Some things only make sense when you have kids. For example, if I told my friends that I recycle my old candle wax, they would think I was one step over the thin green line of get-a-life. But, if you have kids, the most insanely minute recycling habit becomes a perfectly logical way to keep them busy doing arts-and-crafts during a long holiday break. Try that with a lump of coal, ha!
Here’s an easy rainy-day candle project you can do in three simple steps:
Nobody wants to run out in the rain to buy candle-making supplies. You don’t have to. You can scrounge around the house for everything you need, simply:
Old candle stubs and pieces of candle wax.
A small old glass container (juice glass, jelly jar).
A small old pot or tray (metal, or oven-proof glass).
Tip: no crayons! Just use candle wax.
By the way, this might be a good time to rid your house of kids’ toxic art supplies. No, not in the trash can — give them away to adults who can use them safely.
Set aside a few candle stubs (with wicks intact).
Put the other pieces in a pot or tray. Melt them – slowly and carefully, over low heat – on the stovetop, just enough to melt the wax.
Safety Tip: remove the pot from the heat while small bits of wax are still floating in it. This will help keep it from overheating.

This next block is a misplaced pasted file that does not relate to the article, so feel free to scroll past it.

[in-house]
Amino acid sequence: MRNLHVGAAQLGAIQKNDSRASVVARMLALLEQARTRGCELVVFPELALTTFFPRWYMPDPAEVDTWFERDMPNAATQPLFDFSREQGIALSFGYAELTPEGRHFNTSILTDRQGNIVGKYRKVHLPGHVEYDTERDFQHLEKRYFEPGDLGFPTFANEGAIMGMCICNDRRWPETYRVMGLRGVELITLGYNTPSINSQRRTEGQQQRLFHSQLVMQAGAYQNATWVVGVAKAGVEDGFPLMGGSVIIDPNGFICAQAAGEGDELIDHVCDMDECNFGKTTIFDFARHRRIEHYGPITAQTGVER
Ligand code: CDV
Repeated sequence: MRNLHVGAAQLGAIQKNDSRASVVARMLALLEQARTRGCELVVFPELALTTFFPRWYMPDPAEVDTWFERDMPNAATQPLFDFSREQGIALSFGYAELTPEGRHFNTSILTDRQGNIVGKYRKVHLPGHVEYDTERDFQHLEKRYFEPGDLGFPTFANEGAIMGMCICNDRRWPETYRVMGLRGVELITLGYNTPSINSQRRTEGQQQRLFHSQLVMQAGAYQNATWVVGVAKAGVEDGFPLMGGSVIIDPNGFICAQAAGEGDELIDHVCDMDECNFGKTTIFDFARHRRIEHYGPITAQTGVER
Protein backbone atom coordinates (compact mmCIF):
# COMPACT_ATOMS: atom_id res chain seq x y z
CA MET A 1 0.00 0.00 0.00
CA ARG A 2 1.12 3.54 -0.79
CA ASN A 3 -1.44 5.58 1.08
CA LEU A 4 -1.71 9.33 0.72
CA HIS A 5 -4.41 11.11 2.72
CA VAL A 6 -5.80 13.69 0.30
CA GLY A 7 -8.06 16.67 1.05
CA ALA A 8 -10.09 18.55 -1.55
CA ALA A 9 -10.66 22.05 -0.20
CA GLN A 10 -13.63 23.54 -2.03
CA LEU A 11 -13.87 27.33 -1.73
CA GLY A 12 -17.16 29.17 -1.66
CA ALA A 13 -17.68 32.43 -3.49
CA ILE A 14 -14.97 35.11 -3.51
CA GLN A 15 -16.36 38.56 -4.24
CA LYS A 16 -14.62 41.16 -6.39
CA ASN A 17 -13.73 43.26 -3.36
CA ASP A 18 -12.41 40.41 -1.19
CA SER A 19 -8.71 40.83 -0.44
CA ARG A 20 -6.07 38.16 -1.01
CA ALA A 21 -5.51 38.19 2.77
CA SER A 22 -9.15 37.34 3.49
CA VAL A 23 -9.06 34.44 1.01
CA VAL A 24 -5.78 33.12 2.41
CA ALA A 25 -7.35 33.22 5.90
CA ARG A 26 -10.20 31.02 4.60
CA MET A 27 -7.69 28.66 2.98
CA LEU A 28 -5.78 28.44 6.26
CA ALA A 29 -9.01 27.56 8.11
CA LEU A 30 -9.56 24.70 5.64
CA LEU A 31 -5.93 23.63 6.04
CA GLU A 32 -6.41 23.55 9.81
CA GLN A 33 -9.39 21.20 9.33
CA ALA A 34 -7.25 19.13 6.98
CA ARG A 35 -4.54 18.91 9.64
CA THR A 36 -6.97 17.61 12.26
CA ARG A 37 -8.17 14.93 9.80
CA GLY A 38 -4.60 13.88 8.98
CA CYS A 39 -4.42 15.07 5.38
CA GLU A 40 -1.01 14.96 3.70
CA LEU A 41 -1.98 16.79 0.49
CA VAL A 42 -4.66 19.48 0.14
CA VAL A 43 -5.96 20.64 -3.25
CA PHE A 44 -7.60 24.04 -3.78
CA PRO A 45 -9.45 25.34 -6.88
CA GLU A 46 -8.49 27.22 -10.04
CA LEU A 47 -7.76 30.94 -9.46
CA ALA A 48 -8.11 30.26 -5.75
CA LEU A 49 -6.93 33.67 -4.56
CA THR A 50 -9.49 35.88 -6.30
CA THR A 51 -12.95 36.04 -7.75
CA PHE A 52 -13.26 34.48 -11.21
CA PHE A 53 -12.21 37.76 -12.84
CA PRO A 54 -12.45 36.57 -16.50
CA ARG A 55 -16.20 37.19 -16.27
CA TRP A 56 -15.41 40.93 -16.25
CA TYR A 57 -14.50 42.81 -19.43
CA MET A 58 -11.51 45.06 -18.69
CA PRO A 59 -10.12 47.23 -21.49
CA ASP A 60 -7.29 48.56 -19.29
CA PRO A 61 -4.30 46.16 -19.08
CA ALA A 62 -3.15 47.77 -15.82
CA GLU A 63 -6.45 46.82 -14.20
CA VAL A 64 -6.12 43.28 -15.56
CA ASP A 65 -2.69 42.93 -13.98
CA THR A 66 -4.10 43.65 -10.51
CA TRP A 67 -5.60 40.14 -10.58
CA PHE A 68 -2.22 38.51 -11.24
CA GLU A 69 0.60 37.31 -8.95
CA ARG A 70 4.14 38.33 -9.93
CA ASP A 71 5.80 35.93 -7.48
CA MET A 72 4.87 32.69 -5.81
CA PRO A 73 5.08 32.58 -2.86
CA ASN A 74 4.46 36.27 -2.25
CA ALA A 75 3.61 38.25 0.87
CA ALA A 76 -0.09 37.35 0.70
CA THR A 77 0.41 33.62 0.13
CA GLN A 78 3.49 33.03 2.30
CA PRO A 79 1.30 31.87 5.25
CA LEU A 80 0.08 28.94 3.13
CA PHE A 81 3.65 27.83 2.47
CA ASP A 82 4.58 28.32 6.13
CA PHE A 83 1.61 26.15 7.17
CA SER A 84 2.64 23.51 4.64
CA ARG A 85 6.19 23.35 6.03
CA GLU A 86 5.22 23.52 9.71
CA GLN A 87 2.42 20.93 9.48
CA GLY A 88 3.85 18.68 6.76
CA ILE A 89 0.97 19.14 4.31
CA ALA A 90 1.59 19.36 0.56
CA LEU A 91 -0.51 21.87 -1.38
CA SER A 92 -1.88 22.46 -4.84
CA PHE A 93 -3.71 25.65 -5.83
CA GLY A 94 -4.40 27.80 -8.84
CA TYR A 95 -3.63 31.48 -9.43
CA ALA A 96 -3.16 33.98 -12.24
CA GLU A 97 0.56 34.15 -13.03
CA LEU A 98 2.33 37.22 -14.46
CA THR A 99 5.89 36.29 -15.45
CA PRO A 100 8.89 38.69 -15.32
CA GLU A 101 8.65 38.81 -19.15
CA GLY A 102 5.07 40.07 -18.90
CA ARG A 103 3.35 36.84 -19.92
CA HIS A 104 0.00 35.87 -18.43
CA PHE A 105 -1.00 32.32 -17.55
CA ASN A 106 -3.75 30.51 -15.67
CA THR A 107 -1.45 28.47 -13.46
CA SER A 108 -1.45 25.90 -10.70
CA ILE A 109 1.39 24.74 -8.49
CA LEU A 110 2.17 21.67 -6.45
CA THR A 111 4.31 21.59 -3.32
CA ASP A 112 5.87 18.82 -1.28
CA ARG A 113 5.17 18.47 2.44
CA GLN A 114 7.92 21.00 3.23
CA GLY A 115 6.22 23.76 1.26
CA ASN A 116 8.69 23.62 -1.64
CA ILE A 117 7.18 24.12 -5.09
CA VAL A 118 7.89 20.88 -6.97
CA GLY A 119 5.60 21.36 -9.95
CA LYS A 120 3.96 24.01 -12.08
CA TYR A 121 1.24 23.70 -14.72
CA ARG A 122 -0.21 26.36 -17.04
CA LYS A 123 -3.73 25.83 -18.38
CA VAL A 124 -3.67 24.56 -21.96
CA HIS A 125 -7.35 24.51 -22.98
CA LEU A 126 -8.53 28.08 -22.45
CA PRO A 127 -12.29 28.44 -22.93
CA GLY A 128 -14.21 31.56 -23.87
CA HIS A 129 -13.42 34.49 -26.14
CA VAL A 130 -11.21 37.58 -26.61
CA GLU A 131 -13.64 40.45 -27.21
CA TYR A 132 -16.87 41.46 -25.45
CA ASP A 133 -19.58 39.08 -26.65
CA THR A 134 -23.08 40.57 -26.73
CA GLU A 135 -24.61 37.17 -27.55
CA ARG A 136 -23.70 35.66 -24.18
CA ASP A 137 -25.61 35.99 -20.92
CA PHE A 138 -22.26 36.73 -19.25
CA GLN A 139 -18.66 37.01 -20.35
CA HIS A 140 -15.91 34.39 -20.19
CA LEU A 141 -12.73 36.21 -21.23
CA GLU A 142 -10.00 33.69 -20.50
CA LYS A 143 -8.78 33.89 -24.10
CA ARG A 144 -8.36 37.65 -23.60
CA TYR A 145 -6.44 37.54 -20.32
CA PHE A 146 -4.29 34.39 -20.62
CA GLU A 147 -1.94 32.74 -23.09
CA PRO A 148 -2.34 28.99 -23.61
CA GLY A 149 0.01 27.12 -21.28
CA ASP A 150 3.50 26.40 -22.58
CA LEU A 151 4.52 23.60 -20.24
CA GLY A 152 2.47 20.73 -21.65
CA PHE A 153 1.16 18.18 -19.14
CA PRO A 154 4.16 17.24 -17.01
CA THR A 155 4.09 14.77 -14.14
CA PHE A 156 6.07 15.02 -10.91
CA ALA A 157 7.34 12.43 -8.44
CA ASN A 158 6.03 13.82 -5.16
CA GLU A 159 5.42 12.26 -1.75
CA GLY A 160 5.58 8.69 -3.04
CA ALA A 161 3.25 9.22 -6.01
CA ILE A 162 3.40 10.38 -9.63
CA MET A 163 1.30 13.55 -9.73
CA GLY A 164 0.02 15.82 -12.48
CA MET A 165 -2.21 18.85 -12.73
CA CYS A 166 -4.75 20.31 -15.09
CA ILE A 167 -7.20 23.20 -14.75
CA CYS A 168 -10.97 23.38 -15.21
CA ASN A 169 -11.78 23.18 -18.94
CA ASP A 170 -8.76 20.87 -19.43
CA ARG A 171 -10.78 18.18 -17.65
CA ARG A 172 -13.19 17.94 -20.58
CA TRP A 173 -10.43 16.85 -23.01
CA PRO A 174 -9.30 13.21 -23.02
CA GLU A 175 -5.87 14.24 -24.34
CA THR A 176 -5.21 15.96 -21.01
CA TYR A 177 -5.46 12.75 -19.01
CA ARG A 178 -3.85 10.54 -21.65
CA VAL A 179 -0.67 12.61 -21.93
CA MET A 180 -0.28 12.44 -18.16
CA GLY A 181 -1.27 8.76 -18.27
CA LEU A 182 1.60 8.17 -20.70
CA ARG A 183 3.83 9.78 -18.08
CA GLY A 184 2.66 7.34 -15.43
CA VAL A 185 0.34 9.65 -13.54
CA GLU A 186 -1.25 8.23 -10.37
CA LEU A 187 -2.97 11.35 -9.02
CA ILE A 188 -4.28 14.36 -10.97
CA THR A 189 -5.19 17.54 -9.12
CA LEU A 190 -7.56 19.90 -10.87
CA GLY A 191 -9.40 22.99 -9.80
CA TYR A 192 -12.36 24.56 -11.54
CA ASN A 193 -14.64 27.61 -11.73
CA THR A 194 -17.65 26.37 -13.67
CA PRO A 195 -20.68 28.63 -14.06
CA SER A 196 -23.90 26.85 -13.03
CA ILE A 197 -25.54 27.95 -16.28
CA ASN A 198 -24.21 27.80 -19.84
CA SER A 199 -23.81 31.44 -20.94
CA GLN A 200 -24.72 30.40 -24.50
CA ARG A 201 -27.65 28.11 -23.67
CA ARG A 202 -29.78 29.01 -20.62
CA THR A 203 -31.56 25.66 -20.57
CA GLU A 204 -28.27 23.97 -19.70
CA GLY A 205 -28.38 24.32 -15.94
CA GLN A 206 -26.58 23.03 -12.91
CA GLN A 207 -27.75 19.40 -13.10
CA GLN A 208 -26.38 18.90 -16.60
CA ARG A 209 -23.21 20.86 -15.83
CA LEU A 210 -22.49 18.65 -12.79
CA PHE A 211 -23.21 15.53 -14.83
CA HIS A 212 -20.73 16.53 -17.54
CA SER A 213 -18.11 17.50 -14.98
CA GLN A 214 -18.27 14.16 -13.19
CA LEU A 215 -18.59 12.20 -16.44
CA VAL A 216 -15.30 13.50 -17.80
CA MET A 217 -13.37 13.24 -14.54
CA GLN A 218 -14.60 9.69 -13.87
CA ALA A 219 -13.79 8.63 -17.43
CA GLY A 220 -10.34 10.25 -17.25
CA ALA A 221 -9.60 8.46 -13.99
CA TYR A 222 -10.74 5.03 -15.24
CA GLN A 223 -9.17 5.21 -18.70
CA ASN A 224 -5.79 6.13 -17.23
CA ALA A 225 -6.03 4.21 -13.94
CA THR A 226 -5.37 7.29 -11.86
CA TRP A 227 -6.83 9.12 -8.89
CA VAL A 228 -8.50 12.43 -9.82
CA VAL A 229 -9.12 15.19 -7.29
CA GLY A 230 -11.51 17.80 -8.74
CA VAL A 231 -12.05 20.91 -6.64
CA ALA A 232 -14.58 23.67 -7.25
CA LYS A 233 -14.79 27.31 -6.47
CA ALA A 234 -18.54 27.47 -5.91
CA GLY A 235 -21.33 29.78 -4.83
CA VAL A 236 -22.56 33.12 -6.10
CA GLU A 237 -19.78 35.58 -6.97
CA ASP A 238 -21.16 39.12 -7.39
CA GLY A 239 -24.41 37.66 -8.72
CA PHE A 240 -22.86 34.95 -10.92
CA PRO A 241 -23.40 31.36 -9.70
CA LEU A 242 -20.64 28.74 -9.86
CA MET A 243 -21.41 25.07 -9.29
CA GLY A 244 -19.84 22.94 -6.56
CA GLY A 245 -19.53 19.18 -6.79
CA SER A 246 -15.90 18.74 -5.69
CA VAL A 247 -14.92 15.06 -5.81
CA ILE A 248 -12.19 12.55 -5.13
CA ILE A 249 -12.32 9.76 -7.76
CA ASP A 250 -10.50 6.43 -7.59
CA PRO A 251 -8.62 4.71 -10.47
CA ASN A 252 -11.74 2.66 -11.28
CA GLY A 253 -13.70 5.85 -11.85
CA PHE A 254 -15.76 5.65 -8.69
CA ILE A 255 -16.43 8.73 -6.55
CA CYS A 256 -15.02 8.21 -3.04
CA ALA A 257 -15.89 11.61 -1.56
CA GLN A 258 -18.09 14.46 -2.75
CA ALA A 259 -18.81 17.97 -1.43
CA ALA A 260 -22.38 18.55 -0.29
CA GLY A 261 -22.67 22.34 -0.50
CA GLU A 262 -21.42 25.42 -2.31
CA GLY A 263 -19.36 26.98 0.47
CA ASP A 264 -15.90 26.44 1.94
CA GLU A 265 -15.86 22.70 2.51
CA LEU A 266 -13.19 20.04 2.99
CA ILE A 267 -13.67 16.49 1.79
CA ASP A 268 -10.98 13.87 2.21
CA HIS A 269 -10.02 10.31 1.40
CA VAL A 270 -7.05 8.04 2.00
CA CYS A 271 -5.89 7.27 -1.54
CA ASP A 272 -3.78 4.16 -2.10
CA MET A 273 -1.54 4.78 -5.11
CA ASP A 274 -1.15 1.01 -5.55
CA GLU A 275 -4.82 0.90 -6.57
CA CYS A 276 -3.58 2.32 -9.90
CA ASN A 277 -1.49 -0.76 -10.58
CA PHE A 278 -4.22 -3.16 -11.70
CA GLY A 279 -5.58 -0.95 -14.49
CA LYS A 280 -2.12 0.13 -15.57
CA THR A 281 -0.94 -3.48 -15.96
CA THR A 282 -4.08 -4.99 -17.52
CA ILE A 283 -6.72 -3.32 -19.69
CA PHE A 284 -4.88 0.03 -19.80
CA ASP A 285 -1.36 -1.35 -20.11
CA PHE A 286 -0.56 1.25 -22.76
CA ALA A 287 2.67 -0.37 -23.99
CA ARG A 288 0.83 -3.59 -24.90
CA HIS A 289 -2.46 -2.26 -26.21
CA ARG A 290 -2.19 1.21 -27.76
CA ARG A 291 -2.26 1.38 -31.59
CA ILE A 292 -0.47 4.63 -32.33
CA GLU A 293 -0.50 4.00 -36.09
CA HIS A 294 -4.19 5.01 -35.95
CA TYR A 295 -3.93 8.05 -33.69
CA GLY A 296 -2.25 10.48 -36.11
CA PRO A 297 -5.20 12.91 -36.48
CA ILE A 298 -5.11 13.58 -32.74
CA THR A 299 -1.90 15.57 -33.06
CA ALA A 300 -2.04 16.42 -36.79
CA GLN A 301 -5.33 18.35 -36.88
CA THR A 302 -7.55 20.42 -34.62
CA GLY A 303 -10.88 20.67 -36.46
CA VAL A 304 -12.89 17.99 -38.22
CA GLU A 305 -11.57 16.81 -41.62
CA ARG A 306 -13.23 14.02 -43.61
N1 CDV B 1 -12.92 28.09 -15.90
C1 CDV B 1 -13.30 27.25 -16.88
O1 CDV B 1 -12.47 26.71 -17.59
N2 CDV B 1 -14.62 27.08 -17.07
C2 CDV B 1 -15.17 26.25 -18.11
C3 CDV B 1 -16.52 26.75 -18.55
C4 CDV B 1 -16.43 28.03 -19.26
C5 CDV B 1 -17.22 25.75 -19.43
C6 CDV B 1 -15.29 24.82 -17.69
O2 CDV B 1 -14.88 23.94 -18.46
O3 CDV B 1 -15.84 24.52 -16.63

Pour the melted wax into a small glass jar or cup. Put that container in a shallow bowl or tray in case of spills and drips. Have the kids – slowly and carefully – take turns dipping their candle stubs into the melted wax.
Tip: reheat the wax when it starts to congeal.
Total shortcut: Wait until the wax starts to congeal, then put the entire candle stub into the jar or glass. Hold it upright until the wax starts to solidify around it. Now you have an instant candle-in-a-glass. Works great with old teacups, too.
You could also start your candle from the bare wick. Don’t use kitchen string or yarn, just salvage some wick by breaking apart or melting another candle. Starting with the wick takes a really long time, though. When you start with the stub, you get an impressive result after just a few dips.
While we’re on the subject of candles, the mind naturally wanders over to spiritual topics. If you belong to a house of worship, take a look at Georgia Interfaith Power and Light for some great ideas on greening your congregation.
Friends: If you have an insane recycling habit, let me know. I’ll be happy to share it in a future post.
Image: indiamos at flickr.com, public domain through Creative Commons.
Door Stop says
As a keen enthusiast for home DIY projects I find this really interesting. It would be great if you could post any pictures? Have you tried making your own scented candles too? This is a good resource if you are interested – http://www.wikihow.com/Make-a-Scented-Candle-in-a-Glass
I just love DIY home projects, especially candle making and woodwork. Thanks for your tips in the article.
Keep up the great work